Besides the Pool Day and the Slip-And-Slide, there are tons of other great RecWatAs out there that can get you through these unbearably hot summer months with a smile on your face.  You can bring the Pool Day to you by setting up an inflatable pool in your front or back yard, and from there, the opportunities are numerous.  Or you could buy yourself a nice new water-balloon launcher and get your neighbors/strangers in on the fun.  You could also let Mother Nature show you how she does RecWatAs, and head out to your local swimming hole or easy-flowing river.  Me and the crew have started many great days by tossing a few pony kegs of Schlitz in the river and then floating along with ’em until they’re empty.

There are tons of chances to get out and splash around somewhere, so what are you waiting for?  Peel off that sweaty tank, throw on some jorts you don’t mind getting wet, and get started.”


[Top Photo Courtesy of CollegeHumor]


Friday Relief

13 Jul

Today is Friday the 13th, a date that means different things to different people.  For most, it’s just another Friday – one that perhaps starts with a few productive hours at work before dissolving into a haze of Dirty Shirleys and apple bongs.  For the easily-spooked among us, Friday the 13th is a cause for anything from mild worry to all-out concern – forcing some to call in sick to work, strap a protective helmet on, and stay huddled on the couch with the cats until 12:01 am on Saturday morning.  To each his own.

One thing that Friday the 13th means to DS is that it offers a chance to once again call up images of Kevin Bacon & Co. parading around in counselor-issued jorts and tank tops.  Watching Kev and the other camp counselors smoking grass, drinking pop-top Schlitz, and being chased all over the woods by a crazed Mrs. Voorhees is not a bad way to kick off your own Friday the 13th.

To get you started:


Stay safe out there.

Personal Soundtrack

24 May

The Song

I’m Writing A Novel by Father John Misty


If you like your tales of surreal benders to come with a biting sense of humor and a soundtrack influenced by artists like Dylan and Creedence, then Father John Misty has a song for you.  “I’m Writing A Novel” is a literate, tongue-in-cheek account of one narrator’s drug- and drink-fueled experiences through a dreamlike version of Los Angeles.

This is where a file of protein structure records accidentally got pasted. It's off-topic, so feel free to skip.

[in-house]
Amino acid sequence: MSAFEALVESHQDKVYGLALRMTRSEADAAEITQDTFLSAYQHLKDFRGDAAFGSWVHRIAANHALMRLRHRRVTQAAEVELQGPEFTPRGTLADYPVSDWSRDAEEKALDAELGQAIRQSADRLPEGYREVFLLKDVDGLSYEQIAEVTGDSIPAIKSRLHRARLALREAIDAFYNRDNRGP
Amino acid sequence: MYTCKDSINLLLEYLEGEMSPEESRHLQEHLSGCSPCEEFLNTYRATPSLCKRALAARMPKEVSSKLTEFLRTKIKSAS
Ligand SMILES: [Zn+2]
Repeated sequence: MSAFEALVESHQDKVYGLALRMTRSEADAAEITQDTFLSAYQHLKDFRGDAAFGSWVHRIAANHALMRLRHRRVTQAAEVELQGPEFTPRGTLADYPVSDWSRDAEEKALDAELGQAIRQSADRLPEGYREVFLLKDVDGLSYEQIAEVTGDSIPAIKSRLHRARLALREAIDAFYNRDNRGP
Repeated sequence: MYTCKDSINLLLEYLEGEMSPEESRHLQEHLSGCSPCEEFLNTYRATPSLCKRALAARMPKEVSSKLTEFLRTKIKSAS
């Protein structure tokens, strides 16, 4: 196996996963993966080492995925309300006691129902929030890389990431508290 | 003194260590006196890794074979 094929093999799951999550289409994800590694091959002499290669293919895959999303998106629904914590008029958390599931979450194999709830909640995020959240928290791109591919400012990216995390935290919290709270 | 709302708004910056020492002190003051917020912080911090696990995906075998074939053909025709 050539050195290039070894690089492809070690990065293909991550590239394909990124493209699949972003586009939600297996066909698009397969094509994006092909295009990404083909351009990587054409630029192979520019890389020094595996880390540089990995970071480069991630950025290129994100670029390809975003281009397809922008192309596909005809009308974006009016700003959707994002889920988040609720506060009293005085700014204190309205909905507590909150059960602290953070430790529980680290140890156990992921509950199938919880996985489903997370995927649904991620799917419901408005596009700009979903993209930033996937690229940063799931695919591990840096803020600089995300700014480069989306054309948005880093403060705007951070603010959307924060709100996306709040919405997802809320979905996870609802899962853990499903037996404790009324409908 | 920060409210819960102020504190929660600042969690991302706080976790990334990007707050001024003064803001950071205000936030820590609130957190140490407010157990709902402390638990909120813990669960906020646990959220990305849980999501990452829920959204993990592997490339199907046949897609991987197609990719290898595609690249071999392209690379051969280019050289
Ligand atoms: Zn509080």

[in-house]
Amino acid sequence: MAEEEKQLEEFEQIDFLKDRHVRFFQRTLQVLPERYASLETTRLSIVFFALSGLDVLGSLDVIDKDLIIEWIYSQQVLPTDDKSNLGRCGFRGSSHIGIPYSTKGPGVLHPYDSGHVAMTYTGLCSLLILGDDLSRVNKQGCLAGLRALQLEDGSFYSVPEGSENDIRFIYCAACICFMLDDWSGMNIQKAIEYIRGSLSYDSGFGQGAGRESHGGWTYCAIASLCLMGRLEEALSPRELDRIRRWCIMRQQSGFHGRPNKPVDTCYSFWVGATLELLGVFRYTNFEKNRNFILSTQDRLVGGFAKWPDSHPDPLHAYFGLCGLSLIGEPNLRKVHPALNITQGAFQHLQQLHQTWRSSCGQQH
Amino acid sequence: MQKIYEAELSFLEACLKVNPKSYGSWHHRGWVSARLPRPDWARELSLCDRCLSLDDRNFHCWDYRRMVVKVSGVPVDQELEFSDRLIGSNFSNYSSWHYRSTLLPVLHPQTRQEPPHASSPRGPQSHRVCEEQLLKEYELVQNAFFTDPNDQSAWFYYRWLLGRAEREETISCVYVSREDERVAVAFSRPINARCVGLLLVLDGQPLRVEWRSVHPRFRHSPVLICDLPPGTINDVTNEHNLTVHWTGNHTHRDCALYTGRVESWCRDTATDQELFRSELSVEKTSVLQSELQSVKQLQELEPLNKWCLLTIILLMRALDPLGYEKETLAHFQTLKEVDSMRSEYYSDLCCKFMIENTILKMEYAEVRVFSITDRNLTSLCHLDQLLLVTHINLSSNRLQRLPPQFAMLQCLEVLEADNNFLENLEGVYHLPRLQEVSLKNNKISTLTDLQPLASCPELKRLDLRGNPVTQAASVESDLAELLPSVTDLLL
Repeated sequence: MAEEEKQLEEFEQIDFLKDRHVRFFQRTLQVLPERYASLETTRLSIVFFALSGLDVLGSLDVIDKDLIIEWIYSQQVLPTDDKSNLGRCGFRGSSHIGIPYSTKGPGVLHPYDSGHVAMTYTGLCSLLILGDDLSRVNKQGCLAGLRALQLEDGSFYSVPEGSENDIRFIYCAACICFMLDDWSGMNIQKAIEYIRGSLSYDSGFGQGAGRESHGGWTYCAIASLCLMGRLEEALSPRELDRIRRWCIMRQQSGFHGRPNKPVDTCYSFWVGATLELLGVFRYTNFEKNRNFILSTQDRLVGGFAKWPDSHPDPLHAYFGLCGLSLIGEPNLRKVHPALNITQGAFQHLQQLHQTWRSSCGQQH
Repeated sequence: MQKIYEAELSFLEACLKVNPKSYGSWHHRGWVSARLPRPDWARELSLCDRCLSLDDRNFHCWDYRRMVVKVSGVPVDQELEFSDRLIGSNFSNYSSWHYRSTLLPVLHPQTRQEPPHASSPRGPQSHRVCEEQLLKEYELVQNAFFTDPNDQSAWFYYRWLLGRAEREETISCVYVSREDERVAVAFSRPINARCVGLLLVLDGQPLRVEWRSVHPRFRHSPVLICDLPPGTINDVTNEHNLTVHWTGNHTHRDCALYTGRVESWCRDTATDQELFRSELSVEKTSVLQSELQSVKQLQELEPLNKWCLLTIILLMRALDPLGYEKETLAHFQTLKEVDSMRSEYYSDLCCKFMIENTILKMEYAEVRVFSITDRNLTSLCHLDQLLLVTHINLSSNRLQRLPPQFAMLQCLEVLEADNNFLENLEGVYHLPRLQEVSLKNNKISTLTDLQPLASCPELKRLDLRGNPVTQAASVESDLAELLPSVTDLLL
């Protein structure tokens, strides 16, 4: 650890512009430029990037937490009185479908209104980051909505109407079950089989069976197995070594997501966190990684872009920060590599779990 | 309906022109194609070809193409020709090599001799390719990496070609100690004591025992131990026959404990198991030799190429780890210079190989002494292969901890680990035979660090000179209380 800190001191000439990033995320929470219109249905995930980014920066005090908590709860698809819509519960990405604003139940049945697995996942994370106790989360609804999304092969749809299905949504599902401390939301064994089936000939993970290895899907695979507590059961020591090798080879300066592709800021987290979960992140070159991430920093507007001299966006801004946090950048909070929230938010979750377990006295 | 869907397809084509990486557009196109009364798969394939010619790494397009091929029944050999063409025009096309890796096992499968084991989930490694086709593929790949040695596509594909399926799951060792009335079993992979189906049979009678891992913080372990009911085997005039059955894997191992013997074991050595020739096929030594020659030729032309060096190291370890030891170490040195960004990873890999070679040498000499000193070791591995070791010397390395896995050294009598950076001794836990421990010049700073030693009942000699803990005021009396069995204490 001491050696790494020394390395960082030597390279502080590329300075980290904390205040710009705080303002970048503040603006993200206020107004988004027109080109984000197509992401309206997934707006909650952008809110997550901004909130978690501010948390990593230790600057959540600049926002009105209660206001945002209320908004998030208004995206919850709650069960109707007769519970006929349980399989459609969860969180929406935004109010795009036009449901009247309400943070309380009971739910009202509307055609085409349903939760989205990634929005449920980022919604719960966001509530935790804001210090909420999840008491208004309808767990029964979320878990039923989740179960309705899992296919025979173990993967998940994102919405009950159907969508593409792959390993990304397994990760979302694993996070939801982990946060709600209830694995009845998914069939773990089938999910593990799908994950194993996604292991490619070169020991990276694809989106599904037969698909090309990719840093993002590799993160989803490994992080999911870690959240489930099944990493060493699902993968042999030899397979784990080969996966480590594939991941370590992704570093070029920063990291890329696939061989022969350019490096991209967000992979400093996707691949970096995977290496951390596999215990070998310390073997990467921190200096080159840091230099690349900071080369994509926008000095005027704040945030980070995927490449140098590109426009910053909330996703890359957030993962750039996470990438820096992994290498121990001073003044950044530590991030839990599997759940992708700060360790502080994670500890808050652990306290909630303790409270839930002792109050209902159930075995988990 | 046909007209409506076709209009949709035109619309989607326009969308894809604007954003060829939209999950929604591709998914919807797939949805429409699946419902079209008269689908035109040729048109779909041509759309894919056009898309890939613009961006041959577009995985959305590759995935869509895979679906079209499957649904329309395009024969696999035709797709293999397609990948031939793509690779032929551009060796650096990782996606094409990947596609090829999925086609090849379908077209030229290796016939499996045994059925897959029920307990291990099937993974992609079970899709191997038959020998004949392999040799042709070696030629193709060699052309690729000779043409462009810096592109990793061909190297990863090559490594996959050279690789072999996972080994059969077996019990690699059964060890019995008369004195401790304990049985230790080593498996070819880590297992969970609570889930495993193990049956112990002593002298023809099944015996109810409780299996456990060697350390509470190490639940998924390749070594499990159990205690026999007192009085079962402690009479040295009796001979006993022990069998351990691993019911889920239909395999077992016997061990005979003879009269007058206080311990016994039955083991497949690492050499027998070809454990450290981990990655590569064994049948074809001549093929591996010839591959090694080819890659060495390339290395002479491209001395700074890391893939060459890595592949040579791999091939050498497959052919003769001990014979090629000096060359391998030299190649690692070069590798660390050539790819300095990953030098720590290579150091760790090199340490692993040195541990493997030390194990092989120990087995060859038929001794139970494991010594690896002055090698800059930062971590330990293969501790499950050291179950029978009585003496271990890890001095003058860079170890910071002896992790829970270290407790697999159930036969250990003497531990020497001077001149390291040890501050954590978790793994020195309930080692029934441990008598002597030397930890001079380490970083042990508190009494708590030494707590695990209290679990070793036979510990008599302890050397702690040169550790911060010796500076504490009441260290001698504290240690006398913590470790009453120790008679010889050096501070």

Frontman J. Tillman is the former drummer for Fleet Foxes, and while Father John Misty has a bit of the same rootsy and mystical sound as Foxes, Misty’s self-titled debut album is a distinctly different musical beast.  When describing some of his mindset behind the band, Tillman has said “I like humor and sex and mischief.”  Living up to that billing, Father John Misty is filled with wildly diverse sonic touches and a sharp sense of humor that is totally unique.  Tillman is clearly having a great time getting out from the Hugely Popular Band dynamic of Fleet Foxes and is letting his own voice sound out.  And as songs like “I’m Writing A Novel” indicate, that voice is awesomely weird.

The song’s lyrical accounts of L.A. hop all over the city, stopping at landmarks like Laurel Canyon, Malibu, and West Hollywood, and offer up sarcastic, vivid images of a community of drinks, drugs, dreams, and art.  It could be 2012, or it could be 1969 – the free-wheeling spirit of L.A. in “Novel” is a timeless one.  Lyrics like “I don’t need any new friends, Mama / But I could really use something to do,” or “We could do ayahuasca / Baby if I wasn’t holding all these drinks” are slyly funny and brilliant ways to describe aspects of the unique and surreal land that Los Angeles can sometimes be.  If you’re looking for that kind of L.A., Father John Misty is an excellent host.

The Activity

It’s a little past midday, and the temperature sits comfortably above 80 degrees on another cloudless day in Los Angeles.  Your morning boredom had stirred you to venture out on a hike in the Laurel Canyon area – a decision you’re second-guessing as you find yourself deep within the canyon’s scruffy wilderness without a definite idea of where you’re going or how to get back to your car.  The air hangs heavily in the heat, and occasionally seems to shimmer in sync with the chirping and buzzing of unseen insects.